Ichiro left before the Mariners could extend his expiring contract and commit more millions to a 38-year-old who doesn't fit on a team of yuppies.
For once, Ichiro was a creature out of habit. The emotionless icon, a star built on routine and repetition, had finally encountered a pregame situation he couldn’t control. Suddenly an ex-Mariner, he had to say goodbye to the only major-league team he has known.
Ichiro tried hard not to weep, and his red-rimmed eyes showed how challenging this would be. After 11 ½ seasons, 10 All-Star Game appearances, 10 Gold Gloves and 2,533 hits, his Mariners career was over, just like that. A trade he had privately requested in recent weeks materialized. But during the announcement, “Get me out of here!” felt more like “Is it really time to go?”
“When I imagined taking off a Mariner uniform, I was overcome with sadness,” Ichiro said through a translator. “It has made this a very difficult decision to make.”
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It was difficult, even teary, but it was the right decision. And it was a merciful one. Ichiro’s quiet trade demand rescued the Mariners from an ugly ending to his sterling career in Seattle. He avoided, frankly, the Griffey ending. No team clings to nostalgia quite like the Mariners, and the franchise’s inability to move on in a prompt manner has left it hamstrung many times. With Ichiro, the Mariners were determined to repeat history again. But Ichiro, who craves familiarity, said something many never thought he would to the Mariners.
He left before the Mariners could extend his expiring contract and commit more millions to a 38-year-old who doesn’t fit on a team of yuppies. He left before his skills had deteriorated to the painful level of Ken Griffey Jr. at age 40. He left before more fans, who want the Mariners to build a winner and not a museum, turned against him.
The fact that the New York Yankees, who have won with many ex-Mariners, acquired him isn’t as important as the realization that this ending allows for a graceful exit. It wasn’t perfect timing — a trade in 2010, just before Ichiro’s dramatic decline would have made better baseball sense — but this saves everyone a lot of pain and disappointment.
“I think now is the right time, and I think Ichiro is leaving the Mariners on a positive note,” Mariners CEO Howard Lincoln said. “I’m aware that he was getting heat from the media and others. This decision was best for him and best for the Mariners.”
That’s quite an admission from Lincoln, one of the greatest Ichiro believers on this planet. He’s an extension of Japanese majority owner Hiroshi Yamauchi, and the thought has always been that Ichiro would be welcome on the roster for as long as Yamauchi owned the team.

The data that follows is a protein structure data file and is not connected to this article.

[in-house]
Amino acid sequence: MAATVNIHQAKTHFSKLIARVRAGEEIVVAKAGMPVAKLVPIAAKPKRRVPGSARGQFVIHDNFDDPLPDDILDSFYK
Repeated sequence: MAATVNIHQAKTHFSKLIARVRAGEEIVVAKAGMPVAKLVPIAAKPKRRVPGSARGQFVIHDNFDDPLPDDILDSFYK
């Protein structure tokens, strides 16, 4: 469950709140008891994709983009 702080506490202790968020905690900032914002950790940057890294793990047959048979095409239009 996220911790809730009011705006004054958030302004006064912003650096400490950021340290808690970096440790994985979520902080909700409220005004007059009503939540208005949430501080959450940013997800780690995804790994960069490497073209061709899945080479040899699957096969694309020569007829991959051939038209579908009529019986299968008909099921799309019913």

Ichiro’s future with the Mariners had become a polarizing topic at best and, at worst, a ding against the franchise’s commitment to winning. The situation was only going to get nastier as Ichiro’s skills continued to erode and the Mariners continued to struggle. It’s an unfair notion, but even during some of Ichiro’s best years, he was beginning to bear the burden of a franchise amid an 11-year playoff drought.
As the star of a bad team, it was becoming Ichiro’s fault. His singular focus on preparation was being labeled as selfishness. His lack of leadership was now a bigger story than his professionalism.
The criticism was only going to get worse, especially since Ichiro, a .322 career hitter, is now a .260 hitter. So trading Ichiro to the Yankees for two warm bodies (D.J. Mitchell and Danny Farquhar) who can pitch was a fair deal for a 38-year-old with a .288 on-base percentage. Maybe the Yankees could’ve thrown in a bag of potato chips, but it would be hard to ask for much more. The Mariners will have to pay $4.75 million of $7 million remaining on Ichiro’s contract this season, but moving on and helping Ichiro play for a contender is worth it.
“We just had to do the right thing,” general manager Jack Zduriencik said.
Perhaps the opportunity to win a championship will rejuvenate Ichiro. Even if he only can rise to last year’s numbers (.272 average, .310 on-base percentage), that would suffice as a bottom-of-the-order role player on a Yankees team that needs his speed.
“I’m going from having the most losses to a team having the most wins,” said Ichiro, who faced the odd predicament of playing his first game as a Yankee in Safeco Field. “So it’s been hard to contain my excitement in that regard.”
Five minutes later, he was near tears again, struggling with a question about his favorite memories.
His longtime admirers can answer that for him. Ichiro leaves a legacy of consistency, machine-like performance in Seattle. From his record-breaking 262-hit season to his rocket arm and stellar outfield defense, he left his mark and redefined the expectations for Japanese-born position players in Major League Baseball. As a rookie, he was the league MVP on the Mariners’ record-tying 116-win team. And while the franchise had only five winning seasons during his time, he often stood as an unflappable source of virtue, a reason to come to Safeco Field expecting to see greatness.
“There will never be another one like him,” Mariners president Chuck Armstrong said. “There has never been one before him.”
And now, Ichiro, the fading star, exits to applause and fond memories. He’s not polarizing anymore. Legends only garner respect.
Jerry Brewer: 206-464-2277 or firstname.lastname@example.org. On Twitter @JerryBrewer.